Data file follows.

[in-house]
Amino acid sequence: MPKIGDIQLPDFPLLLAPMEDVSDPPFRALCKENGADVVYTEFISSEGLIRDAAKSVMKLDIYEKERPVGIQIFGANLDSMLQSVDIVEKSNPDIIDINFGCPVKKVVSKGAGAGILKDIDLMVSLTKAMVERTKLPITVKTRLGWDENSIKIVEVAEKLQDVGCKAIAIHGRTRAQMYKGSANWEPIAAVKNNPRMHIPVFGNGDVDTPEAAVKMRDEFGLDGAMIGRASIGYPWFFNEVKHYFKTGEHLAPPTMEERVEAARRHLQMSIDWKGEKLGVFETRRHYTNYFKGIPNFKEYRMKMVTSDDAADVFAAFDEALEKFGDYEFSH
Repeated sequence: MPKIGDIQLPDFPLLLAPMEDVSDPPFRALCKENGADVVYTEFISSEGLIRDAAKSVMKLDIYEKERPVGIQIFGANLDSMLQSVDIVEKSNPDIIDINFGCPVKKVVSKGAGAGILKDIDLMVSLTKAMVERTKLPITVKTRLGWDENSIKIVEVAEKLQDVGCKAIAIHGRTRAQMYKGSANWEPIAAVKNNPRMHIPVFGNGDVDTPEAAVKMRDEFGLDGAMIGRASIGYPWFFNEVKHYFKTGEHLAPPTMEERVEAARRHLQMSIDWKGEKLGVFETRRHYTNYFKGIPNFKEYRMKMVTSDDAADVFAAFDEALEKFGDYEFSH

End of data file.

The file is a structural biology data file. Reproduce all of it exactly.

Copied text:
[in-house]
Amino acid sequence: MPKIGDIQLPDFPLLLAPMEDVSDPPFRALCKENGADVVYTEFISSEGLIRDAAKSVMKLDIYEKERPVGIQIFGANLDSMLQSVDIVEKSNPDIIDINFGCPVKKVVSKGAGAGILKDIDLMVSLTKAMVERTKLPITVKTRLGWDENSIKIVEVAEKLQDVGCKAIAIHGRTRAQMYKGSANWEPIAAVKNNPRMHIPVFGNGDVDTPEAAVKMRDEFGLDGAMIGRASIGYPWFFNEVKHYFKTGEHLAPPTMEERVEAARRHLQMSIDWKGEKLGVFETRRHYTNYFKGIPNFKEYRMKMVTSDDAADVFAAFDEALEKFGDYEFSH
Repeated sequence: MPKIGDIQLPDFPLLLAPMEDVSDPPFRALCKENGADVVYTEFISSEGLIRDAAKSVMKLDIYEKERPVGIQIFGANLDSMLQSVDIVEKSNPDIIDINFGCPVKKVVSKGAGAGILKDIDLMVSLTKAMVERTKLPITVKTRLGWDENSIKIVEVAEKLQDVGCKAIAIHGRTRAQMYKGSANWEPIAAVKNNPRMHIPVFGNGDVDTPEAAVKMRDEFGLDGAMIGRASIGYPWFFNEVKHYFKTGEHLAPPTMEERVEAARRHLQMSIDWKGEKLGVFETRRHYTNYFKGIPNFKEYRMKMVTSDDAADVFAAFDEALEKFGDYEFSH